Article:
“Small Dogs” Are Still Dogs

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“Small Dogs” Are Still Dogs

“Small Dogs” Are Still Dogs

Plenty of people, and I’m sure you know at least one person like this, make excuses for their small dog’s poor behavior. And let’s be honest, a growling Chihuahua is definitely less threatening than a growling German Shepherd.  It’s also a little less weird to see someone toting around a Cavalier King Charles Spaniel in a bag than a Golden Retriever.  However, is it right that we treat dogs differently based on size?

For me, this is a complicated question that deserves some thought and explanation.  In general, a dog should be well socialized and mannerly regardless of size.  However, large breed dog owners have an added responsibility to ensure that their dog is exemplary and almost never makes a misstep or mistake. Why do we put added onus on large breed dogs? Primarily because their mistakes have larger consequences. A “nip” from a Standard Poodle can do more damage than one from a Toy Poodle simply due to jaw and tooth size.  Along the same lines, we are fairly used to seeing a Pomeranian walking far ahead of an owner on a tight leash, but if a Mastiff does the same thing, they are pulling their owner and could potentially cause harm.  Large breeds need to walk calmly on leash and are expected not to jump or pull, but is it okay that we don’t expect the same of our small or tiny dogs?

For starters, it’s important to understand why people get a little dog opposed to a large dog. Popular reasons are because they are adorable (biologically designed to incite neotony or baby like features that appeal to people) and easy to transport, can live in smaller spaces, etc. People love to spoil their tiny dogs and treat them more like tiny people. (If you need proof just search Pinterest for “small dog accessories” http://www.pinterest.com/search/pins/?q=small%20dog%20accesories).

Is it okay to spoil your small dog? Absolutely. Of course you want to put your little dog on your lap, or in a cute carrier, or even an adorable outfit for photo ops. And that’s not to say people don’t spoil their large dogs- I for one have a Bullmastiff who loves to lay in my lap and get quality belly rub time on a daily basis. However, people are far more likely to coddle their small dogs and unfortunately pay less attention to things like rigorous exercise and obedience.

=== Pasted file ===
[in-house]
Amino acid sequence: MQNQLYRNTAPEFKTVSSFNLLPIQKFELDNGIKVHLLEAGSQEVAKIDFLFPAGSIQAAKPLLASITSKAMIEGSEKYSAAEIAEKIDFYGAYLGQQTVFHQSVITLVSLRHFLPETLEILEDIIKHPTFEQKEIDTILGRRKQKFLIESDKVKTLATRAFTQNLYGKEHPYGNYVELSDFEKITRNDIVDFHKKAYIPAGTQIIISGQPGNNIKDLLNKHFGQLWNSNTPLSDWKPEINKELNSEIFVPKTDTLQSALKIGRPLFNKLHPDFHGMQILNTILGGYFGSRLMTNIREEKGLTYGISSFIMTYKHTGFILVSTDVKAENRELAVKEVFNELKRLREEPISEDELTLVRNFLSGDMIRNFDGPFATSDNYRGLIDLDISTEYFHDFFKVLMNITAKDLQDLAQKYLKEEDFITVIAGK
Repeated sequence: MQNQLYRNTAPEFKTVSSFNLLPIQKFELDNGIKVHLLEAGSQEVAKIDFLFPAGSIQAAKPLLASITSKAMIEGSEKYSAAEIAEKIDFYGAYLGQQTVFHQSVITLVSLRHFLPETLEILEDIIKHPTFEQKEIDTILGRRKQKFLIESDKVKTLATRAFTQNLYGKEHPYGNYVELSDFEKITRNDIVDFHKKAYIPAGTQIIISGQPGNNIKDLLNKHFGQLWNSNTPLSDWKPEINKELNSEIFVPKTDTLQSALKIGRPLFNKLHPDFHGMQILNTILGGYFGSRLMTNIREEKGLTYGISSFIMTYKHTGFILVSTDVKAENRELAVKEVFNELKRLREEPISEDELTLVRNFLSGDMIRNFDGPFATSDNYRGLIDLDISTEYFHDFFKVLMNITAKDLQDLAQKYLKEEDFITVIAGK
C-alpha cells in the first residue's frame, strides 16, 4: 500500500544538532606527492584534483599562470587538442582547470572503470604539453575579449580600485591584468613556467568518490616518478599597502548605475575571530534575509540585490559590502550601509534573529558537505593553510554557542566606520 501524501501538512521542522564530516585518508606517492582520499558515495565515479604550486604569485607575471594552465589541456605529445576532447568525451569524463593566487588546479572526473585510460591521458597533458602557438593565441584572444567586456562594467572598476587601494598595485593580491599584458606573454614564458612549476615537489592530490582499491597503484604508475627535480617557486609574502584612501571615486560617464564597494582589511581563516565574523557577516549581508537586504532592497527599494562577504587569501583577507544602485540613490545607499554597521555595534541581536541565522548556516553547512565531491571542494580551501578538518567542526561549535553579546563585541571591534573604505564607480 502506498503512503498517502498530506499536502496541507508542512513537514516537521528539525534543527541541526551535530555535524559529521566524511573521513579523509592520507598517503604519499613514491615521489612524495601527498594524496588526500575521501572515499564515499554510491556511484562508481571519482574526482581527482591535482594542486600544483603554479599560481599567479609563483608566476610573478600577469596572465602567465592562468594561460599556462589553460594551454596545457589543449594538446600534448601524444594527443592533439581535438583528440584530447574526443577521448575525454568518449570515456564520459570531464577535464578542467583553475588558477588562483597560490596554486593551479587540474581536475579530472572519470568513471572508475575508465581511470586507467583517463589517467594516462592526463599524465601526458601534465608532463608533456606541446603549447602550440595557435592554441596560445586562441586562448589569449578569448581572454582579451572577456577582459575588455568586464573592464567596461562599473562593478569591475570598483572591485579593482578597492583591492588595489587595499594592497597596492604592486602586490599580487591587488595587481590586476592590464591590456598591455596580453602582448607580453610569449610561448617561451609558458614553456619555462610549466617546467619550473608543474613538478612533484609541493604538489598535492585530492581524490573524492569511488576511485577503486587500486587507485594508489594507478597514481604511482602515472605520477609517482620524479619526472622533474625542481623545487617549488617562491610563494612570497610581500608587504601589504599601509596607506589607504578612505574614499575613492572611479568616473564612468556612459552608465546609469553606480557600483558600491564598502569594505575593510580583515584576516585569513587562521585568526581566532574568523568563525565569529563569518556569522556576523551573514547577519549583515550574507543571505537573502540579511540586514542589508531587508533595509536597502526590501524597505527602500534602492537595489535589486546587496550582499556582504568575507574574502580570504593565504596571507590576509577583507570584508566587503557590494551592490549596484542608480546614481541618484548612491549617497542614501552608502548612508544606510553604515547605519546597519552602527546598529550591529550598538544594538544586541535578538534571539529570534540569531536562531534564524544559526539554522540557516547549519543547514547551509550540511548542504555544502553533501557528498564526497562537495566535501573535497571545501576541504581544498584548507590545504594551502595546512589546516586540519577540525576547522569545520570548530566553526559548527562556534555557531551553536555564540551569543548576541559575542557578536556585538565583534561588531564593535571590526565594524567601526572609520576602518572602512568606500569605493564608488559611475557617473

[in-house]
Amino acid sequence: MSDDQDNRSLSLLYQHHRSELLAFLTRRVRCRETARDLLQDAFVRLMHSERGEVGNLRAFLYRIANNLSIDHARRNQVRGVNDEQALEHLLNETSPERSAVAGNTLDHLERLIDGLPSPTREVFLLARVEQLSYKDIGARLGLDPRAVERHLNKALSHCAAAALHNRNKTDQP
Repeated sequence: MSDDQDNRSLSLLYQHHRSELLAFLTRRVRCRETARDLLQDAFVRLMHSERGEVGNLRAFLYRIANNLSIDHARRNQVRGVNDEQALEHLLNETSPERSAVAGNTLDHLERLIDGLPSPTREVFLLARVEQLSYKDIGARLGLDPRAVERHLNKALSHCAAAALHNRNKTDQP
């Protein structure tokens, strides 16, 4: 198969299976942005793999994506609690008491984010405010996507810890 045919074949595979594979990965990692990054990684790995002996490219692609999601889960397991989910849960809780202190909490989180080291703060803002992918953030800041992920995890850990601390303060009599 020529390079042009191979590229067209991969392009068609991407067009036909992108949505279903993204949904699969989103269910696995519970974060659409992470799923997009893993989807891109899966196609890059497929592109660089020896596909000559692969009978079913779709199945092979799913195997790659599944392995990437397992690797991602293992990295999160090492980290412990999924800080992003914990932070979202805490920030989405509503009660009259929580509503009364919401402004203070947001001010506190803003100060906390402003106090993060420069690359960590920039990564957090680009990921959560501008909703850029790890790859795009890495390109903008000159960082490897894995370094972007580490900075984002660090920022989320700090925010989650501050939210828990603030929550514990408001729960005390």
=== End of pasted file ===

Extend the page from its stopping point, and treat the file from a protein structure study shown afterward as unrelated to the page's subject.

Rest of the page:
Now is it okay for a small dog to snarl and pull towards another dog or snap at people who approach their owner? Absolutely not.  It may be more manageable than a large dog with the same intention and behavior, but it is inappropriate and potentially dangerous regardless of size. In these cases, I defer to the temperament and personality of the individual dog.  If a small dog cannot handle sitting on their owner’s lap with a docile and sweet disposition, then no, it is not okay to coddle them on your lap and use their size as an excuse.  Plenty of small dogs are quite happy to be coddled by owners and approached by strangers. They relish in attention of any form and deserve to be somewhat spoiled as it does not negatively impact their behavior.  These dogs do not need as much exercise as a German Shot Hair Pointer or Border Collie and were often bred specifically to be a companion type dog.  For example, while a Papillion can excel at agility and often enjoy a good game of fetch, they are often just as happy laying on their owners lap in front of a computer with less exercise for a few days than a Malinois who would probably find their own diversion by day two of inactivity.

Every dog deserves an owner who will teach them good manners in the house, on leash, and around people and dogs (see: http://perfect-pooch.com/what-the-leash-should-and-should-not-be-used-for/ if you are not sure about walking your dog).  In this sense, size does not matter. Classes for tiny dogs only do a disservice in teaching dogs their size and strength and increases the cases of “Napoleon Complex” that many trainers see with tiny dogs.  Many of these small breeds were already genetically engineered to be fearless and non-reactive to pain. Think of Dachshunds bred to fight badgers or Jack Russell Terriers who actually go to ground to fight and kill vermin in their dens and now put them in a class where they are never taught to respect other dogs and interact safely with larger dogs.  It often doesn’t work out well.

While a dog is a dog regardless of size, culturally we are more permissive of poor behavior in small dogs and expect perfect, almost impossible, behavior from large dogs.  While this is not fair to either large or small dogs, the reality is that a small dog with a great temperament can afford to be treated a little differently while a small dog with behavior issues or insecurities needs to have those addressed before they snowball into a pint sized terror.

Happy Training!


Tamar Paltin

Head Trainer- Perfect Pooch

BA, CPDT-KA, AKC CGC Evaluator